“Pornography is a visual representation of sexuality which distorts an individual’s concept of the nature of conjugal relations. This, in turn, alters both sexual attitudes and behaviour. It is a major threat to marriage, to family, to children and to individual happiness. In undermining marriage it is one of the factors in undermining social stability.”
So begins a major new report on pornography by Patrick Fagan, Senior Fellow and Director of the Centre for Research on Marriage and Religion at the Family Research Council in Washington.
“Social scientists, clinical psychologists, and biologists have begun to clarify some of the social and psychological effects, and neurologists are beginning to delineate the biological mechanisms through which pornography produces its powerful negative effects,” says Dr Fagan, whose 30-page report, The Effects of Pornography on Individuals, Marriage, Family and Community, is a synthesis of these recent findings.
MercatorNet presents here some excerpts on adolescents and pornography from the report.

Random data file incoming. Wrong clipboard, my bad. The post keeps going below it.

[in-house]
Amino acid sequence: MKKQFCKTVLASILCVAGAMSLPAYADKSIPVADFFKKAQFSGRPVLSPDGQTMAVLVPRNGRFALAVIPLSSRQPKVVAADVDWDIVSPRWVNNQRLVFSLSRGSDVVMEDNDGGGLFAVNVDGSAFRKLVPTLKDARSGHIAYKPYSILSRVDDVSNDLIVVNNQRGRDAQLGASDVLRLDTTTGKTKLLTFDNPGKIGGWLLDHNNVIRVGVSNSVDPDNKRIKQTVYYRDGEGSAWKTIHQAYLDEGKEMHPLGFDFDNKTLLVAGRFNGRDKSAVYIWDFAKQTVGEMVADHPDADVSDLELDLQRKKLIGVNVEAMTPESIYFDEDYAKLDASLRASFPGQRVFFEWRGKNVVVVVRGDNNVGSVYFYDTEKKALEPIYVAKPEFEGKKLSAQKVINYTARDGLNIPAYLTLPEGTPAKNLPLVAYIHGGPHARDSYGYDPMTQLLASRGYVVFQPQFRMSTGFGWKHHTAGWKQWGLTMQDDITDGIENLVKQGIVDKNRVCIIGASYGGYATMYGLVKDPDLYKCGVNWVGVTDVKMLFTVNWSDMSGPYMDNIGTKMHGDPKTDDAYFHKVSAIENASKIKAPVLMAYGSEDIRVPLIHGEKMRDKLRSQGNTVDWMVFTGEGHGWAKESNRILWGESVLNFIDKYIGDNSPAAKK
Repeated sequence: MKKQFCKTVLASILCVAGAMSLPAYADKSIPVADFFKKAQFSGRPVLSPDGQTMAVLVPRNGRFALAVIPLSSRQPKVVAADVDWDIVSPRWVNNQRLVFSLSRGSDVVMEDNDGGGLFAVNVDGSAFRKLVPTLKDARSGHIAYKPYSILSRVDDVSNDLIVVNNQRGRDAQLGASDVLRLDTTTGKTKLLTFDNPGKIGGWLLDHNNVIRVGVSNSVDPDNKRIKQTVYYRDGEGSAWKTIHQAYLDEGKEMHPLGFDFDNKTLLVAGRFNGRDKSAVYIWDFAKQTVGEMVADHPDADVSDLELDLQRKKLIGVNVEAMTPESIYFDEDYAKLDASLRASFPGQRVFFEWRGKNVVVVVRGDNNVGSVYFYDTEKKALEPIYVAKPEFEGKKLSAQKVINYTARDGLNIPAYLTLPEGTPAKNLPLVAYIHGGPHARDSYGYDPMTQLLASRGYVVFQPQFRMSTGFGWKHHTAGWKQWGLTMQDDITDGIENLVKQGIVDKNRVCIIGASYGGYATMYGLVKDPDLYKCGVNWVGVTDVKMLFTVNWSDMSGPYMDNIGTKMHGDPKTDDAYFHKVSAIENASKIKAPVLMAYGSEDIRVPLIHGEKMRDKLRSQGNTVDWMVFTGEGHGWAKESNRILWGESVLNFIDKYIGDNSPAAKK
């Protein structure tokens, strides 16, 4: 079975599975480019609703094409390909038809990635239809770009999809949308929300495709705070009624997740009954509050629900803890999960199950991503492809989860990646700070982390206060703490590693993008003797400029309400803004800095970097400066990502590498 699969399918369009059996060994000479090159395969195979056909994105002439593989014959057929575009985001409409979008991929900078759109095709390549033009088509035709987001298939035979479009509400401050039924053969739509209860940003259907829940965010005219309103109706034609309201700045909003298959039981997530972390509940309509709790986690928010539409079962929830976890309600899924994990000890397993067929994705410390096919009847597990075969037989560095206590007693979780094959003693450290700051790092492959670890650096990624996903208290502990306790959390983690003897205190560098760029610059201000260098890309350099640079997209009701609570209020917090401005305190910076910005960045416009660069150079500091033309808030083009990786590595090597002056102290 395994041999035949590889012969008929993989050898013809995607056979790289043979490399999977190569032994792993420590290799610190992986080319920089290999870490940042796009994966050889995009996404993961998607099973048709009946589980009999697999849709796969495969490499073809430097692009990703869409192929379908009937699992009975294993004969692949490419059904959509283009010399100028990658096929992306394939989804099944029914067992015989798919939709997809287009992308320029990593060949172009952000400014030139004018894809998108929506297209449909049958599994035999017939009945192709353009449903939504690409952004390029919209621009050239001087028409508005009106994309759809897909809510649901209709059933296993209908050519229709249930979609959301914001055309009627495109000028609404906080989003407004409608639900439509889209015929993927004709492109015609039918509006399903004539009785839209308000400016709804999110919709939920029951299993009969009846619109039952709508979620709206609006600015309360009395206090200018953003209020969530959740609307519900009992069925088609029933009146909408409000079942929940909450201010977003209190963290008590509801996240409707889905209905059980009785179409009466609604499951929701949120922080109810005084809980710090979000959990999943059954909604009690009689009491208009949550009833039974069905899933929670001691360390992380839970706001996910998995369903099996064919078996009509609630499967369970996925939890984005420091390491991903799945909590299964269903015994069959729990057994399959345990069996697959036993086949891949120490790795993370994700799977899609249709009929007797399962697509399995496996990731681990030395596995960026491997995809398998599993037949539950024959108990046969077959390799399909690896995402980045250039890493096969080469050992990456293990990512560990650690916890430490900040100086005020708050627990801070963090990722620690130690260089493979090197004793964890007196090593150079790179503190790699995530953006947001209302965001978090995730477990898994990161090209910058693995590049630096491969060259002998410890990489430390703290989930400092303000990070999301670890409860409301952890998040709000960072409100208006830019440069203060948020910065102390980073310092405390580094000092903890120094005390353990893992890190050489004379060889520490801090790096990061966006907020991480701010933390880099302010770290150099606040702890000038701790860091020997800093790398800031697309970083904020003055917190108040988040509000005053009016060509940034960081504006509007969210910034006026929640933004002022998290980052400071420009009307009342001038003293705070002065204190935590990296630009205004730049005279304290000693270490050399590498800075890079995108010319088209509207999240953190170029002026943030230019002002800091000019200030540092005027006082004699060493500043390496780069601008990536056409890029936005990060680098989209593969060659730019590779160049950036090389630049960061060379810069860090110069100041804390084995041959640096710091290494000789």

One of the biggest tasks of adolescent members of all societies is to come to grips with their burgeoning sexuality. Some have always tested the limits of sexual expression even when strong social controls were in place. In well-ordered societies, such testing triggers immediate social sanctions from parents, mentors, and community.
But contemporary culture is alarmingly sexualized, and the traditional sexual taboos of a well-functioning society have broken down. Nearly two-thirds of United States high-school students have had sexual intercourse by grade twelve. Of these sexually active high-schoolers, 70 percent of females and 55 percent of males report that they wish they had waited instead.
These numbers have massive implications for the future of the American family, for of women who have had three sexual partners other than their eventual husband, only 39 percent will be in a stable marriage by their mid-thirties. In 2007, 20 percent of U.S. girls in grade 12 already have had sexual intercourse with four or more partners.
A substantial factor in this shift has been the growth of digital media and the Internet. Two recent reports, one by the American Psychological Association on hyper-sexualized girls, and the other by the National Campaign to Prevent Teen Pregnancy on the pornographic content of phone texting among teenagers, make clear that the digital revolution is being used by younger and younger children to dismantle the barriers that channel sexuality into family life.
The role of the Internet